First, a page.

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The author of the New York Times bestseller The Travel Detective brings you insider travel secrets only pilots and flight attendants know.
Pilots are notoriously frugal, and flight attendants are underpaid and on a budget. They may hit one city four to six times a month, but they are there for only twenty-four hours (or even less) each time, so they always know where to go to get the best value for their money. In The Travel Detective Flight Crew Confidential you’ll find:
• great shopping (furniture in Atlanta, silk in Bangkok, leather in São Paolo)
• great services (medical care in Paris and inexpensive manicures in Tokyo)
• great food and drink (hidden ethnic restaurants in London, and the
bars with the best attitude and cheapest drinks in Key West)
• secrets to navigating the world’s airports during layovers
• what to do and what never to do, what to seek and what to avoid
You get tips in crew members’ own words—good, bad, or ugly—that you won’t find anywhere else. Opinionated, often controversial, but always helpful, The Travel Detective Flight Crew Confidential is a resource no one who flies can afford to be without.
|Publisher:||Random House Publishing Group|
|Sold by:||Random House|
|File size:||499 KB|
About the Author
Read an Excerpt
From the introduction
Layover A stop or stay in a place, esp. overnight; a halt, rest, delay. N. Amer.
I have been flying constantly–since I was an infant. How do I know this? It says so on the special certificate that hung on my bedroom wall, given to my parents after my first flight.
The document still hangs in my house, now in California:
At the age of five months and six days, Peter Greenberg became a member of the Sky Cradle Club . . . aboard the American Airlines flagship, flying from New York to Los Angeles.
My mother still has the photo of me, wrapped in an airline blanket, being carried by a flight attendant down the steps of the DC-6 at the old Los Angeles terminal.
So it is not an exaggeration when I tell you that I’ve been in the capable hands–literally–of flight crews since a very early age.
They have helped me understand the process of travel, from both a passenger and an operational perspective. Air crews and airlines have allowed me, as a journalist, to train as a flight attendant, first with Continental in 1973 and later with United. I’ve learned the process with airlines ranging from Singapore Airlines to Western Airlines to PSA to Qantas.
I’ve trained in flight simulators with pilots from Western Airlines on Boeing 720s, and with Royal Jordanian on the old L-1011s. I’ve jump-seated during the landing of a fully loaded 747 on the old runway 13 at Hong Kong’s Kaitak Airport on Northwest Airlines, and flew the landing myself in the simulator and later with Cathay Pacific.
I’ve logged, by a rough estimate, thirty million real air miles since. A few years ago, a friend at one airline even had special luggage tags made for me that say “Flight Crew.” “You’re on the plane more than we are,” she said by way of explanation.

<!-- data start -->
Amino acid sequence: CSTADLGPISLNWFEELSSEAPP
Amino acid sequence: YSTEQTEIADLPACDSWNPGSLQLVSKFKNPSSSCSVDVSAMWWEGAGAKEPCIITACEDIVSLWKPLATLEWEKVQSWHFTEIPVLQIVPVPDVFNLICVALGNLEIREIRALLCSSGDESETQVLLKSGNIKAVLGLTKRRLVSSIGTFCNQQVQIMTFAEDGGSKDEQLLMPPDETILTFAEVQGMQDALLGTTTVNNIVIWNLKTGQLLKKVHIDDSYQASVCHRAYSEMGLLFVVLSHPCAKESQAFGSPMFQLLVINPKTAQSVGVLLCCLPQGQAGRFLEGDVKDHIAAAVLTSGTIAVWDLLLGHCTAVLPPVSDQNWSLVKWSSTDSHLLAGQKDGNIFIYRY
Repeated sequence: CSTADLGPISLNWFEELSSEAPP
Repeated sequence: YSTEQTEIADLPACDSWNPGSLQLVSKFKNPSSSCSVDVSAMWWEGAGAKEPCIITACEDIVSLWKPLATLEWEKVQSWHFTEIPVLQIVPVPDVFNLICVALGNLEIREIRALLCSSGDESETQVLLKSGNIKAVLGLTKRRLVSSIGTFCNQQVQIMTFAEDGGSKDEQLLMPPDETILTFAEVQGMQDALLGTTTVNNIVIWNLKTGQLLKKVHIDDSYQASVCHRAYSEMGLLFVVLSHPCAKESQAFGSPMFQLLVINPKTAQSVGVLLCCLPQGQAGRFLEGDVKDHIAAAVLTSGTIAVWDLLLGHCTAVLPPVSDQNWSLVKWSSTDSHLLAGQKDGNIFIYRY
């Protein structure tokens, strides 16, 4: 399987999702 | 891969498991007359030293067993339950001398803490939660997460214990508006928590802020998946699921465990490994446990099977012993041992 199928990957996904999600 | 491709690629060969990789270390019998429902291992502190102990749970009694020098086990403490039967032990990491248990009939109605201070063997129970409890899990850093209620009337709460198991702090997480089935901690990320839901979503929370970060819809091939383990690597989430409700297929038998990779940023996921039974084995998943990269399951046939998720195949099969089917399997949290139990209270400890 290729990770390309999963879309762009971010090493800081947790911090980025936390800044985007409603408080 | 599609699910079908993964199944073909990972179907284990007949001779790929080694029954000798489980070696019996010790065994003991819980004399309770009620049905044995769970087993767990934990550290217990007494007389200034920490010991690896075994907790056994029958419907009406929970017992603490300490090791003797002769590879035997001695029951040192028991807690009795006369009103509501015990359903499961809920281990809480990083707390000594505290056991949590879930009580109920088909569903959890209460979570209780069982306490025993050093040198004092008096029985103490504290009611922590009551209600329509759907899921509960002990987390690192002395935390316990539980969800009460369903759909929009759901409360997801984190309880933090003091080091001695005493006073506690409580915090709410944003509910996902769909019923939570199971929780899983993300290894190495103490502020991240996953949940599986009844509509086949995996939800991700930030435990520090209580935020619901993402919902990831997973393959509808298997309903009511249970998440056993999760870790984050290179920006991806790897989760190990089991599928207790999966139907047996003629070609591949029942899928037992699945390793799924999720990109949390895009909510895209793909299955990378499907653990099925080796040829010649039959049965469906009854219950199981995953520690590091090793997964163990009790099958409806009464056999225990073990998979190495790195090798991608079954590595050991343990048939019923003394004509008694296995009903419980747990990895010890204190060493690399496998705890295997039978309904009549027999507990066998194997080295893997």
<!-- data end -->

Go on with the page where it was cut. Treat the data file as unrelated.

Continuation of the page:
But I’m first and foremost a passenger. Last year, there were more than twenty-two million flights in the world. That translates into something like twenty-four thousand takeoffs and landings every day in the United States. In an average year, I log close to 450,000 miles. And for as long as I can remember, I’ve had the utmost respect for the cockpit and cabin crews, who have a very tough job to do–lately, tougher than most people imagine. Every time I board a flight–more than two hundred times last year–I place my trust in these people. We all do.
In travel, the real bonus isn’t getting a first-class seat–the ultimate upgrade is information. That’s where flight crews come in. They have the best, and the most updated, information on where to go, what to do, whom to speak to, and whom to ignore.
Flight crews are the real travel experts when it comes to individual cities. They fly to the same cities often four to five times a month, and have only about twenty-four hours on the ground before their return flight. As a result, who knows better where to find the best deals? The best service? The best prices? Whether it’s where to find a cheeseburger at three in the morning in Istanbul or an extra shoelace in São Paolo, flight crews know. Need a great massage in Phoenix? Ask the flight crew. How about skin care? Flight attendants are excellent sources because dehydration from the cabin air is something they fight on a daily basis.
Flight crews have saved me money and, perhaps most important, time. They have taught me that it’s not just getting a good deal that makes travel enjoyable, but the finesse with which you do so.
An important note: this book is, in its intention, design, and execution, incomplete. After all, there are 145,000 commercial pilots and 313,000 cabin crew members around the world. This book includes information from more than 300 of them, representing more than thirty different U.S. and world airlines. As you will discover, they provide excellent and detailed suggestions and practical tips.
Table of Contents
|U.S. and Canada||1|
|Orlando and Tampa||133|
|Bangkok and Chiang Mai||208|
|Cape Town and Johannesburg||239|
|Sydney and Melbourne||336|